Theo Sanders, Germany

Fotos from Spain 6

October 21, 2008
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Category: General

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Another foto of N. miniatus.
 
Theo

3 responses to “Fotos from Spain 6”

  1. Keith Kridler says:

    It appears in this photo that the soil is extremely poor as to soil nutrients since there is little to no competition from weeds.
     
    Either that or sheep have over grazed this area.
     
    I am guessing that the soil is mostly sand that will hold little nitrogen. Depending on the depth of these wild bulbs would determine the soil nutrients down deeper that the roots can pull up.
     
    This would affect the numbers of blooms and the height of the blooms and over all foliage height.
     
    Maybe Harold can chime in here with the numbers of blooms he can normally get on n. Miniatus there in California.
     
    Good weather here in Texas. Keith Kridler
     
     

  2. Harold Koopowitz, California Harold Koopowitz says:


    Keith: you are only partially correct. Flower number, size and height appear to be genetic. Does not make much difference with the type of soil, how well they are fed etc.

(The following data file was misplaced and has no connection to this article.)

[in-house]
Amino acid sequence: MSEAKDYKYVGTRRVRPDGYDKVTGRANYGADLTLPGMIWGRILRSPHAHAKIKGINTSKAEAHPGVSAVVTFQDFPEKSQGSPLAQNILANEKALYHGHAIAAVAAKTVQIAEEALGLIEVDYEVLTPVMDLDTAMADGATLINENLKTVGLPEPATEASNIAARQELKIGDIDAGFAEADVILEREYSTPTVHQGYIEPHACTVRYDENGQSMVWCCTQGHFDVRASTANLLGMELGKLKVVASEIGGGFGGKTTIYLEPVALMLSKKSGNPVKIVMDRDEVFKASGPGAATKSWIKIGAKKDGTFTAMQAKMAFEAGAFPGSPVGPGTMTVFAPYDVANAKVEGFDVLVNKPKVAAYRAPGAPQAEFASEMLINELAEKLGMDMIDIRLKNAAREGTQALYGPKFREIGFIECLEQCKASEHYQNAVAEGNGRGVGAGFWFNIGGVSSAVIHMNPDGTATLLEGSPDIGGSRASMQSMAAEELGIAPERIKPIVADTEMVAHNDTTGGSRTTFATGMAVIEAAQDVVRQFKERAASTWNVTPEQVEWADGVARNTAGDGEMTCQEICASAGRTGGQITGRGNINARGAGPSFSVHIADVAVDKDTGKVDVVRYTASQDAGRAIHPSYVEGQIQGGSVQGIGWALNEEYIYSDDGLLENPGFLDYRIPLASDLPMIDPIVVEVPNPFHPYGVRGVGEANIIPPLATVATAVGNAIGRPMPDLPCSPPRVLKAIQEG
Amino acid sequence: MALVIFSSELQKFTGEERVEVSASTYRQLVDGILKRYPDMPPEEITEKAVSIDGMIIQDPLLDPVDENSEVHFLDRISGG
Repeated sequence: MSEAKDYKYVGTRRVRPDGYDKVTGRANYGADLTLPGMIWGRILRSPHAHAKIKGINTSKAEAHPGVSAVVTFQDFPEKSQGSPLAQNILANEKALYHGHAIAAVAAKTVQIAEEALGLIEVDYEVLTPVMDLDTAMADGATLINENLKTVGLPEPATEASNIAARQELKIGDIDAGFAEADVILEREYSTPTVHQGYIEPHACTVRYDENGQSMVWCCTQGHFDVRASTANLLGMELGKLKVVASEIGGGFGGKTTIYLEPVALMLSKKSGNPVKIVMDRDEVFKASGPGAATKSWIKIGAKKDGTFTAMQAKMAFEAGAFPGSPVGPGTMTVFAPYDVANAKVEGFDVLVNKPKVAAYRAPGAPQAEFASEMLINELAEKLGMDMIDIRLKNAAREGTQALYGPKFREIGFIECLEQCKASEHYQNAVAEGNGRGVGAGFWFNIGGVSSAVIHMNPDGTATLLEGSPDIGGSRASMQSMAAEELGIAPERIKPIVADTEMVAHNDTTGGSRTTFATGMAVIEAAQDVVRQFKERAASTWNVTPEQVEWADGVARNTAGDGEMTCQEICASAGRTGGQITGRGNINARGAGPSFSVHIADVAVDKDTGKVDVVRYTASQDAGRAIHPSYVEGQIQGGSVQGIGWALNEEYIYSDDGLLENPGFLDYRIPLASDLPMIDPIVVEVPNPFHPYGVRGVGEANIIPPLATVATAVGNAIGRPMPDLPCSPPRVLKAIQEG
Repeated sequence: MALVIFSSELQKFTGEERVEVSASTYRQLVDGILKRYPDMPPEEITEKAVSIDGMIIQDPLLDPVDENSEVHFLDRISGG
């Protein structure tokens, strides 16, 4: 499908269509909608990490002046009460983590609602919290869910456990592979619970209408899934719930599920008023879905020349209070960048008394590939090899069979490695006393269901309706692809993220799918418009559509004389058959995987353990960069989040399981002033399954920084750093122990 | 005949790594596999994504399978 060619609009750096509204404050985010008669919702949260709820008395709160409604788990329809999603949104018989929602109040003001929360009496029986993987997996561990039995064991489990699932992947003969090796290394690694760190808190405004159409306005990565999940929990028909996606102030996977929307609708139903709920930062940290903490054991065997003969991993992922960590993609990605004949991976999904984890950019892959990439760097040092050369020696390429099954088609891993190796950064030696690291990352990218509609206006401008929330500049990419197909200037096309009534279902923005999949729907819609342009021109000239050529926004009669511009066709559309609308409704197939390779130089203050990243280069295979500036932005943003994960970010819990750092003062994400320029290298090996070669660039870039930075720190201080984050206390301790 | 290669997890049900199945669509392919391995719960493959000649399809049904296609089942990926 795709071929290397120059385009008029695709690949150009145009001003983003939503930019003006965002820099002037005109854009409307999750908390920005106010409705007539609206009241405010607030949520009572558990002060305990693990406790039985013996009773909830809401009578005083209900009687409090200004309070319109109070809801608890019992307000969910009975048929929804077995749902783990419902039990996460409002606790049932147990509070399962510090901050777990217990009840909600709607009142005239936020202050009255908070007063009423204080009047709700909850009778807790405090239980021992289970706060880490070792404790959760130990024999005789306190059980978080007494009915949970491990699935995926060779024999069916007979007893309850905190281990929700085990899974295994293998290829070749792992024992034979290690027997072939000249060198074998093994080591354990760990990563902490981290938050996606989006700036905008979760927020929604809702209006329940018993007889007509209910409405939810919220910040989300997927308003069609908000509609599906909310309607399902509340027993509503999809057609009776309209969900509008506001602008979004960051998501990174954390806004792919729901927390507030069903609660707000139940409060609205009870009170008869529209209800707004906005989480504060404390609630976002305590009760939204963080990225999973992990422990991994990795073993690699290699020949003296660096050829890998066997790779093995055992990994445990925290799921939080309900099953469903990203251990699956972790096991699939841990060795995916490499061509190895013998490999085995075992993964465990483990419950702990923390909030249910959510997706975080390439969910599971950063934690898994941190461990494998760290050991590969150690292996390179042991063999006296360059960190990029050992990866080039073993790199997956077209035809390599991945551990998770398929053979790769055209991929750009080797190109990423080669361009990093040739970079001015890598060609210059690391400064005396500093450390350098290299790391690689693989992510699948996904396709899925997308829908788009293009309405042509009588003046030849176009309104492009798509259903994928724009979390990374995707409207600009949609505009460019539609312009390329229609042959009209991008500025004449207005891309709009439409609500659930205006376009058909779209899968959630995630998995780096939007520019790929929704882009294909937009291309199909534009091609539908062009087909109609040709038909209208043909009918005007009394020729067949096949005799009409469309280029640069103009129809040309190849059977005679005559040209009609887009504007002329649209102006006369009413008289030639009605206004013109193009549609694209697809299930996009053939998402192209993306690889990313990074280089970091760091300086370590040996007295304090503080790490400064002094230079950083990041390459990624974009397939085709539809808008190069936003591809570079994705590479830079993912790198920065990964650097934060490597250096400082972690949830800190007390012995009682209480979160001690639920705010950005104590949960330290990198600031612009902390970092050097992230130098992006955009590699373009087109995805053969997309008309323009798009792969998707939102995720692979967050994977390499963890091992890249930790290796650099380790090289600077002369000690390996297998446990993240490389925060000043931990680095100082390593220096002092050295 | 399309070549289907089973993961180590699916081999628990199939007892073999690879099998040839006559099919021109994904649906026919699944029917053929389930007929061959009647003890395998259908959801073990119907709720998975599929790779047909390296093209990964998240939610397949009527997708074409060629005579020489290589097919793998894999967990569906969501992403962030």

Some populations have mainly singles but other populations will have more  bearing more 2-5 flowers on the stalk. We have selected for some really tiny short ones i.e. SFR (=small. flat, round) as well as others that are larger but I have been more interested in flower form than flower #.
    By the way there is no foliage. Only flower stems, with or without flowers. The parts that make bulb scales are leaf bases that never make leaf blades.

    There is no competition from weeds because this they are flowering at the end of the very dry summers.

    cheers
    Harold

    At 03:26 AM 10/22/2008, Keith Kridler wrote:

    It appears in this photo that the soil is extremely poor as to soil nutrients since there is little to no competition from weeds.
     
    Either that or sheep have over grazed this area.
     
    I am guessing that the soil is mostly sand that will hold little nitrogen. Depending on the depth of these wild bulbs would determine the soil nutrients down deeper that the roots can pull up.
     
    This would affect the numbers of blooms and the height of the blooms and over all foliage height.
     
    Maybe Harold can chime in here with the numbers of blooms he can normally get on n. Miniatus there in California.
     
    Good weather here in Texas. Keith Kridler
     
     

  3. Theo Sanders, Germany Theo Sanders says:

    Keith
     
    I am  a little late with my answer. Most things have been said by other experts. You are right, the soil consists mainly of sand . The nitrogen content has been a little increased  by  horses, which have been in this area some time ago. I think the influence of nutrification on the number  of  flowers per stem is small; the main influence is surely genetic, as Harold wrote. The number of flowers per stem  in this population is in most cases one, maximal two. Yesterday I saw another population with three to five flowers per stem.
     
    Theo